Transgenic wheat expressing a barley UDP-glucosyltransferase detoxifies deoxynivalenol and provides high levels of resistance to fusarium graminearum

Xin Li, Sanghyun Shin, Shane Heinen, Ruth Dill-Macky, Franz Berthiller, Natalya Nersesian, Thomas Clemente, Susan McCormick, Gary J. Muehlbauer

Research output: Contribution to journalArticlepeer-review

67 Scopus citations

Abstract

Fusarium head blight (FHB), mainly caused by Fusarium graminearum, is a devastating disease of wheat that results in economic losses worldwide. During infection, F. graminearum produces trichothecene mycotoxins, including deoxynivalenol (DON), that increase fungal virulence and reduce grain quality. Transgenic wheat expressing a barley UDP-glucosyltransferase (HvUGT13248) were developed and evaluated for FHB resistance, DON accumulation, and the ability to metabolize DON to the less toxic DON-3-O-glucoside (D3G). Point-inoculation tests in the greenhouse showed that transgenic wheat carrying HvUGT13248 exhibited significantly higher resistance to disease spread in the spike (type II resistance) compared with nontransformed controls. Two transgenic events displayed complete suppression of disease spread in the spikes. Expression of HvUGT13248 in transgenic wheat rapidly and efficiently conjugated DON to D3G, suggesting that the enzymatic rate of DON detoxification translates to type II resistance. Under field conditions, FHB severity was variable; nonetheless, transgenic events showed significantly less-severe disease phenotypes compared with the nontransformed controls. In addition, a seedling assay demonstrated that the transformed plants had a higher tolerance to DON-inhibited root growth than nontransformed plants. These results demonstrate the utility of detoxifying DON as a FHB control strategy in wheat.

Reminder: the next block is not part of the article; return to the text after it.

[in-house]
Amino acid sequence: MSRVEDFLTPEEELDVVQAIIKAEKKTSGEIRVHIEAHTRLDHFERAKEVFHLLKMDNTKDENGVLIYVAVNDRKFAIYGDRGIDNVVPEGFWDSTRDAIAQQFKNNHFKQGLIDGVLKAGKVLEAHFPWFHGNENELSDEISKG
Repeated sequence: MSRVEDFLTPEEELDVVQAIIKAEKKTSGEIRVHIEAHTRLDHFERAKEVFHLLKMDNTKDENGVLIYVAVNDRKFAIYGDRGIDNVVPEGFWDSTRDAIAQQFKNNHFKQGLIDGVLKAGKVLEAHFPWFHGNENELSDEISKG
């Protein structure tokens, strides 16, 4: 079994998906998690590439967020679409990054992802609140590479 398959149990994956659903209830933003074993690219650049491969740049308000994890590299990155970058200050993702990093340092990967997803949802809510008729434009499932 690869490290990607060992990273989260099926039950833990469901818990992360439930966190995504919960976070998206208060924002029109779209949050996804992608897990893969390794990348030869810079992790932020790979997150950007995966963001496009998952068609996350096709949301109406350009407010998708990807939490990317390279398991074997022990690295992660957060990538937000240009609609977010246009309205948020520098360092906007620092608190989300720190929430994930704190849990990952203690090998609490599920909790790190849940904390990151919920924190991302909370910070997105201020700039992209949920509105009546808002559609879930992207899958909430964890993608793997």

Original languageEnglish (US)
Pages (from-to)1237-1246
Number of pages10
JournalMolecular Plant-Microbe Interactions
Volume28
Issue number11
DOIs
StatePublished - Nov 2015

Bibliographical note

Publisher Copyright:
© 2015 The American Phytopathological Society.

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